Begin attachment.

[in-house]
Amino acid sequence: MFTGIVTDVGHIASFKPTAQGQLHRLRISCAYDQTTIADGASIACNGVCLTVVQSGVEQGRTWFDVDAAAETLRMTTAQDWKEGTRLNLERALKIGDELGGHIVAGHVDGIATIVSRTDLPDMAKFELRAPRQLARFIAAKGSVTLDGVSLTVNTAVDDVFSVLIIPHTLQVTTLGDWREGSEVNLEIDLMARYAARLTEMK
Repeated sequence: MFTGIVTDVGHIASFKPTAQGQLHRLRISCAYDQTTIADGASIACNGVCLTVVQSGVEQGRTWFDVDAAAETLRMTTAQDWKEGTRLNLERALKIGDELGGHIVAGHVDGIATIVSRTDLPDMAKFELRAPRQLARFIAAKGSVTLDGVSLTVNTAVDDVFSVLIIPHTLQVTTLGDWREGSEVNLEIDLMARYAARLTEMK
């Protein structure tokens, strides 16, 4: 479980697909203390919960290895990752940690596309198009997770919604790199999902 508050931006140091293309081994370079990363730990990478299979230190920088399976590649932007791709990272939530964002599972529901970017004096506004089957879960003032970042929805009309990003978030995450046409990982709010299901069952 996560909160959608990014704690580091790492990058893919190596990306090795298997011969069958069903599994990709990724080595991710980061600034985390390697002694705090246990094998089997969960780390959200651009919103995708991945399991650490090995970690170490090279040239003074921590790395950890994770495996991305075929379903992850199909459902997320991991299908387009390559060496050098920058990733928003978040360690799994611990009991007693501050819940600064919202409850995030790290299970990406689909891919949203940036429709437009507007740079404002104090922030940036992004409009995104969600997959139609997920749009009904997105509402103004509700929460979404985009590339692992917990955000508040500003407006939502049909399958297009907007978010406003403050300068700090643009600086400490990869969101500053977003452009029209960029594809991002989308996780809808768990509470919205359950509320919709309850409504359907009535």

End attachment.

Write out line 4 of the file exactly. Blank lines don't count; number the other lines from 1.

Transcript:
């Protein structure tokens, strides 16, 4: 479980697909203390919960290895990752940690596309198009997770919604790199999902 508050931006140091293309081994370079990363730990990478299979230190920088399976590649932007791709990272939530964002599972529901970017004096506004089957879960003032970042929805009309990003978030995450046409990982709010299901069952 996560909160959608990014704690580091790492990058893919190596990306090795298997011969069958069903599994990709990724080595991710980061600034985390390697002694705090246990094998089997969960780390959200651009919103995708991945399991650490090995970690170490090279040239003074921590790395950890994770495996991305075929379903992850199909459902997320991991299908387009390559060496050098920058990733928003978040360690799994611990009991007693501050819940600064919202409850995030790290299970990406689909891919949203940036429709437009507007740079404002104090922030940036992004409009995104969600997959139609997920749009009904997105509402103004509700929460979404985009590339692992917990955000508040500003407006939502049909399958297009907007978010406003403050300068700090643009600086400490990869969101500053977003452009029209960029594809991002989308996780809808768990509470919205359950509320919709309850409504359907009535």